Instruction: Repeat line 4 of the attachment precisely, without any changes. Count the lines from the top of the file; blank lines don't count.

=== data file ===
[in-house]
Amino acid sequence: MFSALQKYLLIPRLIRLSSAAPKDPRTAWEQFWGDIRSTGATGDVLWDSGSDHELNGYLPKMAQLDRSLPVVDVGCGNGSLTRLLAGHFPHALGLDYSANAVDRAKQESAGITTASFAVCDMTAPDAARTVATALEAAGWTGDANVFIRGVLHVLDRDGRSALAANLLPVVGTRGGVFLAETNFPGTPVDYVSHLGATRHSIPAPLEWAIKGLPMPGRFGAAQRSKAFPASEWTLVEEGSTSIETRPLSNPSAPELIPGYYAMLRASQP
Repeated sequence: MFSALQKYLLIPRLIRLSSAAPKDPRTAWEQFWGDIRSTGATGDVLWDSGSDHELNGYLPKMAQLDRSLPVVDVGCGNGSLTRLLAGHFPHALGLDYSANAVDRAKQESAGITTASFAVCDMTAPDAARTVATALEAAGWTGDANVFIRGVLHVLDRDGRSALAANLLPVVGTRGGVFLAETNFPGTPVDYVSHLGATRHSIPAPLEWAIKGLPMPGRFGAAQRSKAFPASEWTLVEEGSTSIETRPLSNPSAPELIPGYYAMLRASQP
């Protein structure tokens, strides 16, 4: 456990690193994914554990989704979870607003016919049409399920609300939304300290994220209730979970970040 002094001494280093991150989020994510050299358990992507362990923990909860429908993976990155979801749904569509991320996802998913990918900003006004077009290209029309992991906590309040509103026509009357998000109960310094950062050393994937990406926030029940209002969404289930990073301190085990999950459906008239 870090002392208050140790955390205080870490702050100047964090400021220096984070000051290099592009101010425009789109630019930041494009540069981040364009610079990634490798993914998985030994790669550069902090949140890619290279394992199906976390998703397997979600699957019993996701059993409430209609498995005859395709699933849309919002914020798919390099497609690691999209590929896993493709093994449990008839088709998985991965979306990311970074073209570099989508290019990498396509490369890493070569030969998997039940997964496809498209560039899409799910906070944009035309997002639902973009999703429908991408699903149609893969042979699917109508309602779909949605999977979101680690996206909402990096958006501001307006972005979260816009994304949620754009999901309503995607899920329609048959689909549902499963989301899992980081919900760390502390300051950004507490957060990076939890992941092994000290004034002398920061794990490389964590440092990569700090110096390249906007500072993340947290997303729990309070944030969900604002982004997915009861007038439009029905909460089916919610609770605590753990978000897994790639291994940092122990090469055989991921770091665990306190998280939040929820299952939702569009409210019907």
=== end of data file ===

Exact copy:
């Protein structure tokens, strides 16, 4: 456990690193994914554990989704979870607003016919049409399920609300939304300290994220209730979970970040 002094001494280093991150989020994510050299358990992507362990923990909860429908993976990155979801749904569509991320996802998913990918900003006004077009290209029309992991906590309040509103026509009357998000109960310094950062050393994937990406926030029940209002969404289930990073301190085990999950459906008239 870090002392208050140790955390205080870490702050100047964090400021220096984070000051290099592009101010425009789109630019930041494009540069981040364009610079990634490798993914998985030994790669550069902090949140890619290279394992199906976390998703397997979600699957019993996701059993409430209609498995005859395709699933849309919002914020798919390099497609690691999209590929896993493709093994449990008839088709998985991965979306990311970074073209570099989508290019990498396509490369890493070569030969998997039940997964496809498209560039899409799910906070944009035309997002639902973009999703429908991408699903149609893969042979699917109508309602779909949605999977979101680690996206909402990096958006501001307006972005979260816009994304949620754009999901309503995607899920329609048959689909549902499963989301899992980081919900760390502390300051950004507490957060990076939890992941092994000290004034002398920061794990490389964590440092990569700090110096390249906007500072993340947290997303729990309070944030969900604002982004997915009861007038439009029905909460089916919610609770605590753990978000897994790639291994940092122990090469055989991921770091665990306190998280939040929820299952939702569009409210019907």